The Fat Lady and 'Super 8s' swerve dreaded dead rubber
Kerry got out of jail yesterday when the Monaghan guards were distracted by the singing of the Fat Lady. Monaghan drove on from the start, and if there was a drumlin in the way, it was flattened.
Conor McManus is one of the greats, already, even if he were to retire tomorrow morning. Rory Beggan kicked the ball perfectly and Ryan McAnespie brought so much honour to the memory his uncle, Aidan, who was shot dead by British soldiers on his way to watch a GAA match.
Monaghan were the better team, even if referee Maurice Deegan will never be invited to judge the Rose of Tralee. We were very lucky but Kerry do have a history of last-minute goals. Think back to 2014 when Kieran Donaghy laid it up for James O'Donoghue to deny Mayo.
Donaghy's clever knock-down was no accident. David Clifford was under the tree for the dropping fruit and he snuck it through the only alleyway in the crowded goal area. Donaghy and Clifford are pals. They discussed this plan.
The young lads did well yet again. This week Tom O'Sullivan came through. There is hope and hope is the mother and father of all that is good and glad.
So it is then that the 'Super 8s' goes to the last round without any mourning for a dead rubber.
The Dubs are the best fun. While the trip to Tyrone didn't exactly equate to a road trip on Route 66, there was an element of "isn't it great to get away?".
The pubs told me the Dubs spent all around them. Porter is so dear in Dublin that a day away makes for great savings. Shane Ross should reverse the rural bus scheme and arrange for buses down the country.
There wasn't a flask to be seen, nor a packed lunch. It's only a matter of time though before the Dubs get cute and start dropping in to say hello to unsuspecting country relatives around dinner time.
Their team deserved to win too. Dublin can play you any way, rough or clean, and every man among them is a natural footballer, especially the backs who score like forwards.
Tyrone suffered more when Healy Park was turned in to Subbuteo Stadium. In a place where borders matter, the pitch was made small. Tyrone were the better team when play opened up near the end.
And, as usual, the referee seemed to lose perspective in the last few minutes. I brought in an undercover inter-county referee who travelled some distance to review the tapes. Here is his appraisal of the last three minutes.
"67th minute: Kieran McGeary fouled twice in front of Dublin goal. Ref hops the ball. 68th: Mattie Donnelly clearly fouled in kickable position. No doubt, 100 per cent sure. 69th minute: Cathal McShane fouled in front of goal. Clear free."
The GAA must examine why the awarding of tight decisions to Dublin is the norm. I'm not suggesting any collusion. It could be there is some psychological imperative driving decisions. Referees are human after all, and so are not immune to installing opinions that they do not consciously import in to their thinking process.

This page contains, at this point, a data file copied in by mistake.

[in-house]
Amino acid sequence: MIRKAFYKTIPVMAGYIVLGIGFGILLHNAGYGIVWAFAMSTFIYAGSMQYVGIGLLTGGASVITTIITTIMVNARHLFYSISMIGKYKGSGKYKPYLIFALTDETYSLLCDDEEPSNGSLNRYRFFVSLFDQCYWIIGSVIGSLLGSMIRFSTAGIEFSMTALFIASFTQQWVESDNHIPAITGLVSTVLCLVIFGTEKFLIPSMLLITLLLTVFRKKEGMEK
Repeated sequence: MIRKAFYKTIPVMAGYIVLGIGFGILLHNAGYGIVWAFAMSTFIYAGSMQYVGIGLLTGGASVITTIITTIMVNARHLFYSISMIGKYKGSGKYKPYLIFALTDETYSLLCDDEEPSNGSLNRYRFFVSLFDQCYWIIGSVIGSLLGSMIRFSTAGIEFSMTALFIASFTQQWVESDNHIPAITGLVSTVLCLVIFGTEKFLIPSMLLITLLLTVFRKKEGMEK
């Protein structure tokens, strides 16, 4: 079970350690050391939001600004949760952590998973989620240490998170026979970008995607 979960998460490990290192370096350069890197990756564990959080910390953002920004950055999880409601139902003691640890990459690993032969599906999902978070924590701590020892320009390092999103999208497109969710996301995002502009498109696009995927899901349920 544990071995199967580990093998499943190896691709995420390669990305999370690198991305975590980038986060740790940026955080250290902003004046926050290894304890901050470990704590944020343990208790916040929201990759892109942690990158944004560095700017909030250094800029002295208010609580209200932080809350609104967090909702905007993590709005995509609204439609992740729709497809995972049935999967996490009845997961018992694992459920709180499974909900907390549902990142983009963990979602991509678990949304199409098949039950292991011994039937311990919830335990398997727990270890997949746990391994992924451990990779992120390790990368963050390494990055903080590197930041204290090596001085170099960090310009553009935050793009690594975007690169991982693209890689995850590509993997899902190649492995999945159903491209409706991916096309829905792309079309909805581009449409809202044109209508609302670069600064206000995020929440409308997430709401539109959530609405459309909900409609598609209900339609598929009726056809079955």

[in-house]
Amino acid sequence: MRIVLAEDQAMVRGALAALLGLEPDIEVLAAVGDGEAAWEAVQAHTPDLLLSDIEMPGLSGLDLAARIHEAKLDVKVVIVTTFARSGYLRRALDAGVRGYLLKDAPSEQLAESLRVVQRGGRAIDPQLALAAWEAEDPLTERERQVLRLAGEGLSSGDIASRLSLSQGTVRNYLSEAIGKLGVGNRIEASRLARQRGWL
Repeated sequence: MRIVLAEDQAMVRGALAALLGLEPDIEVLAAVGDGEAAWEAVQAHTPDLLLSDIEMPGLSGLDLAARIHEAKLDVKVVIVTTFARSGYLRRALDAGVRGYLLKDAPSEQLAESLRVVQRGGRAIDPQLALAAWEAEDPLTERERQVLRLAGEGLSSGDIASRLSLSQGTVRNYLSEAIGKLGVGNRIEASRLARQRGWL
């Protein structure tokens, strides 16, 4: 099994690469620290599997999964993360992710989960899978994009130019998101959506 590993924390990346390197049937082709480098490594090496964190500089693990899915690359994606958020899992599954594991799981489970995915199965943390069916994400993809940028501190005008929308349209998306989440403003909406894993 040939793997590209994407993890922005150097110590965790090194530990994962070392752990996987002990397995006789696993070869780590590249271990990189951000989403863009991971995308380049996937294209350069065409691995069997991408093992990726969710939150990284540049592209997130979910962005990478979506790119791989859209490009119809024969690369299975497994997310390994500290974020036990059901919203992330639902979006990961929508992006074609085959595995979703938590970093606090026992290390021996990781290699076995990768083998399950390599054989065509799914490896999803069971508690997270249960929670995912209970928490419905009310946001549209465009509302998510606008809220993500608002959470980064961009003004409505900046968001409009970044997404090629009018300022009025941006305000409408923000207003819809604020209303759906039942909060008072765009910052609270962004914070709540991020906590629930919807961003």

But, if needs be, Dublin could have quickly transformed in to an all-out attack. Paul Flynn got the last score to prove the point. He came on for Bolshoi Brian Howard who could pirouette on the point of the Spire. Howard's way is always forward and he is a huge find.
Dublin won a game away from home against a team they wiped out last year in Croke Park. But win they did. Maybe the lads at Congress might decide to make them play the semis down the country, because the playing of home semis by one team, really does down the country. Dublin are still the best team, by some way.
Tyrone are now drawn away from home against Donegal in Ballybofey. Donegal are hard enough to beat anyone, anywhere.
The system only works fairly if there is home and away against the same team. The winning of All-Irelands should not be down to the luck of the draw. All 'Super 8s' should be played in neutral venues.
Galway mixed the ugly with the beautiful against Kildare in Newbridge. Damien Comer was unstoppable. Back in the old days, big strong men were bullocks but Comer has all the skills. He's the Buffalo Bill of the GAA.
Galway are getting better with every game. But you would have to feel for Kildare. This summer the team changed the name of a town. No one says Newbridge. It's Newbridge or Nowhere.
Like the salmon, we will finish up where we started out from. Patrick Kavanagh, the former net minder from Inniskeen in Monaghan, is surely composing a lament for the Fat Lady. It seemed like the day. Kavanagh surely, finally, would get over that desperate dose of unrequited love he rhymed about on Raglan Road.
"I made the Iliad from such.
"A local row. Gods make their own importance."
And there is no game more important or more local for Monaghan than the next day out against Galway.
The words from the poem are Kavanagh's. We have robbed enough from Monaghan for one day.
Coming Soon: Independent.ie's new GAA newsletter. Sign up here